The Basilica of Saint-Denis stands on the site of a Gallo-Roman cemetery, and the archeological remains still lie beneath the cathedral. The people buried there seem to have had a faith that was a mix of Christian and pre-Christian beliefs and practices.
The site is believed to be the burial place of the first bishop of Paris who was martyred around 250 and whose story was embellished over the centuries. One legend states that he was decapitated on the Hill of Montmarte and subsequently carried his head to the site of the current church, indicating where he wanted to be buried.
In approximately 475 St. Genevieve founded a church on the site. Dagobert I, king of the Franks, added a Benedictine monastery there and expanded the church into the Abbey of Saint Denis.
Often erected outside cities and over the tomb of a saint, basilicas frequently led to the development of neighborhoods or market towns, such as the city of Saint-Denis, which was built around the abbey and its economic potential.
In addition to a Carolingian crypt, part of the building consecrated by Charlemagne in 775, it retains vestiges of two structures that played a pivotal role in the development of religious architecture: Suger’s chevet, a veritable hymn to light and the manifesto of the nascent Gothic art and the part that was rebuilt in Saint Louis’ time, whose vast transept was designed to house royal tombs.
A place of memory, in the Middle Ages the Saint-Denis monastery linked its destiny to that of royalty, gradually asserting itself as the preferred final resting place of royal dynasties, helped by the cult of Saint Denis. All but three of the monarchs of France from the 10th century until 1789 have their remains there. Forty-two kings, 32 queens, 63 princes and princesses and 10 nobles were ultimately laid to rest there and it is often referred to as the “royal necropolis of France”. With over 70 recumbent figures and monumental tombs, the basilica’s royal necropolis constitutes the most important collection of funerary sculptures from the 12th to the 16th centuries.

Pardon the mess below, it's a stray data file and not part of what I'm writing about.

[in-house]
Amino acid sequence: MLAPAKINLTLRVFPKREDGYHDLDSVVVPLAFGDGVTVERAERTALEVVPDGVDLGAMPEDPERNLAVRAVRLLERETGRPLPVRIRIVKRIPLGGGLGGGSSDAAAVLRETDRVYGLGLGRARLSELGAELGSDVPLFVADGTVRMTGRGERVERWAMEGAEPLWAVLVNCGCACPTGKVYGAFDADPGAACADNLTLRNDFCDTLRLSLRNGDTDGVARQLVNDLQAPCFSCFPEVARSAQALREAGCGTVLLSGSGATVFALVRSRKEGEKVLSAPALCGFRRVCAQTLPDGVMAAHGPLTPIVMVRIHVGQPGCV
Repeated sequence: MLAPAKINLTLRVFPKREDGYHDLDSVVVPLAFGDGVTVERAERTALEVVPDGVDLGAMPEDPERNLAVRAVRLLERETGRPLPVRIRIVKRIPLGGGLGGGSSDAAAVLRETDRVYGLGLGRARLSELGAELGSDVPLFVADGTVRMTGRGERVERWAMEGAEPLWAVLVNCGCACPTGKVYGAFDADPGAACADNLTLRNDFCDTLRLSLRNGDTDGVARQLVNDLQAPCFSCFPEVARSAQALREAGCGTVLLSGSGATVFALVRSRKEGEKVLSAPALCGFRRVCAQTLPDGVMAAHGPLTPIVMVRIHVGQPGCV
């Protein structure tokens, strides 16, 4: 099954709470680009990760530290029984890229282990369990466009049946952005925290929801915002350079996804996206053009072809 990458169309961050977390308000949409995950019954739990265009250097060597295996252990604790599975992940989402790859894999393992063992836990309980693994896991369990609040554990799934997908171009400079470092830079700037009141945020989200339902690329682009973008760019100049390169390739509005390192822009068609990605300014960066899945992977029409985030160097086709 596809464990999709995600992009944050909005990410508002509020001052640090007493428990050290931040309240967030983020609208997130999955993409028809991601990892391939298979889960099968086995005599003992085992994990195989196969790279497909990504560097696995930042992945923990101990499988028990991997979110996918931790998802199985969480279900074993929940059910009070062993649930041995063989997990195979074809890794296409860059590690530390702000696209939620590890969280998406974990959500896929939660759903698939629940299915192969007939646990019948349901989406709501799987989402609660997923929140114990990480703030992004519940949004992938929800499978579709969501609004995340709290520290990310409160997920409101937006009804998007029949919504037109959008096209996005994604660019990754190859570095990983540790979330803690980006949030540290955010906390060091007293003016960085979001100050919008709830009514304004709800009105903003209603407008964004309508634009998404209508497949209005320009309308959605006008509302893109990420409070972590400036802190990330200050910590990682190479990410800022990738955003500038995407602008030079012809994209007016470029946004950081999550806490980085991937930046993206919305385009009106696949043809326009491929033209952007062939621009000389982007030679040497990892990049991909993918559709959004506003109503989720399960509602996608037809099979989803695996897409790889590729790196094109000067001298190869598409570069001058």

Throughout history, sovereigns have sought legitimacy, which explains in part why they wanted to be laid to rest near Saint Denis’ relics. The king believed that, through the power of the holy martyr, he would gain power and protection during his lifetime, especially in battle, as well as direct access to Paradise.
The rallying cry of the knights on the battlefield in the 12th and 13th centuries, inscribed on Saint-Denis’ famous oriflamme, a scarlet banner powdered with gold flames. ‘Montjoie saint Denis’ became the motto of the kingdom of France, which thus placed itself under the protection of Saint Denis, its patron saint. Systematically raised in wartime, the ensign was given to sovereigns by the abbot on the altar of the holy martyrs. It was one of the major objects of the medieval epic around which early national sentiment began to unfold. A copy of the banner is kept at the basilica.
The Hundred Years War, the wars of religion and political unrest all contributed to the decline of the royal abbey of Saint-Denis, well before the Revolution precipitated it. In 1793, the revolutionaries attacked the symbols of the monarchy, exhumed remains and buried them in a common grave, but they preserved most of the funerary sculptures, to be used in the education of the people.
In 1806, Napoleon ordered the restoration of the building. Then Louis XVIII, renewing the abbey’s role as a necropolis, exhumed the remains in the common grave and placed them in a vault, in the basilica’s crypt. He also had the remains of Louis XVI and Marie-Antoinette transferred to the basilica. The restoration work continued throughout the 19th century, under the direction of two architects, Debret and Viollet-le-Duc, who took over in 1846.
In 1966, the basilica became a cathedral, a designation derived from the word cathedra, the bishop’s seat.
The Basilica of St Denis is an architectural landmark as it was the first major structure of which a substantial part was designed and built in the Gothic style. The site is one of France’s most popular tourist attractions.
A very professionally done video by ArtVideos AudeRain offers an introductory tour: